Inline functions

Inline functions
Explains the need of inline functions, when to / not to use them and how to use them.

In this tutorial I’ll explain what inline functions are and after that I’ll show you an example of using inline functions.

If you don’t know yet, when in your code there’s a function, the program jumps to the address of the function and when it reaches the end of the function it comes back. This ‘jumping’ actually involves much more (copying the arguments of the function on the stack for example) and takes time.

The solution is inline functions. Where an inline function is called the compiler will replace the call with the function code. So in reality in that place there will be no function call, only the code of the function. No ‘jumping’ needed to different addresses, no fuss.

But now you may ask…

When should I use inline functions?

You have to be careful when to use inline functions and when not. Most of the time you won’t need to use inline functions as the performance gain is small.

The question actually is: When shouldn’t I use inline functions?

The answer to this question is also inexact. You should think about what using an inline function involves in some situations. For example you shouldn’t use inline functions when the function is called several times as this is a waste of space (think of 8 function calls, 8 copies of that function in the code).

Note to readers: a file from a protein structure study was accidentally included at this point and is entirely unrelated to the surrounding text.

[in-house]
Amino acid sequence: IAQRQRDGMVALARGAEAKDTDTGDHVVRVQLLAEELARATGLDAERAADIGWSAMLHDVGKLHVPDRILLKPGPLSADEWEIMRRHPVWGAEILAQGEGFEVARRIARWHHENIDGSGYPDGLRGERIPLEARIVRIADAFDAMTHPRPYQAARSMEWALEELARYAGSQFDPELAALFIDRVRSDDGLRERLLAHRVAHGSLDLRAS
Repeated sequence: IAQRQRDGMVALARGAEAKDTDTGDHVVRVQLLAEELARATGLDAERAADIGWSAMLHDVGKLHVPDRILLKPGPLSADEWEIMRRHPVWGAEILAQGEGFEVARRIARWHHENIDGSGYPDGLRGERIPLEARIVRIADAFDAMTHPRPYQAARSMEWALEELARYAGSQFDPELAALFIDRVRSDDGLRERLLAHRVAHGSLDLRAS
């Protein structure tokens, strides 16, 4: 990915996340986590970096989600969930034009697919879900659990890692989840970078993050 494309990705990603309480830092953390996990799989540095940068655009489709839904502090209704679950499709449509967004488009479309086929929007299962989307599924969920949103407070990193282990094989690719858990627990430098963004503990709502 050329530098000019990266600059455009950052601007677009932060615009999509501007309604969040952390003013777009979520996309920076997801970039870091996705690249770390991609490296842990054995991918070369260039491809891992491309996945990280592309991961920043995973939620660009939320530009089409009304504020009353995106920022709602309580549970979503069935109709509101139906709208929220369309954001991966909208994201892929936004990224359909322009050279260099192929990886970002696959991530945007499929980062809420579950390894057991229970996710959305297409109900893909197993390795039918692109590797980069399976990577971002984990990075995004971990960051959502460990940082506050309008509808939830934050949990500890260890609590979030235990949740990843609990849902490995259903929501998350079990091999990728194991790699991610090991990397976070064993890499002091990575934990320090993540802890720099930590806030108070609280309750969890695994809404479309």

Sometimes the compiler doesn’t care about your decision, if you want the function to be inline or not. If the compiler sees that you want to make a huge function inline it may not respect your decision. Also, there are cases in which some small functions are treated as inline by some compilers.

How do I use inline functions?

The following code creates and calls an inline function:

#include "stdafx.h"

// Uncomment the below line if you don't use managed C++

//#include <iostream>
using namespace std;

inline int average(int a, int b)


   return (a + b) / 2;


int main()


   int result = average(12, 14);

   cout << "The average of number 12, 14 is " << result << "\n";

   return 0;


Besides adding the keyword inline before the function, you also have to place the function above any other function that may call this one. This also excludes the posibility of making recursive functions (functions that call each other) inline.

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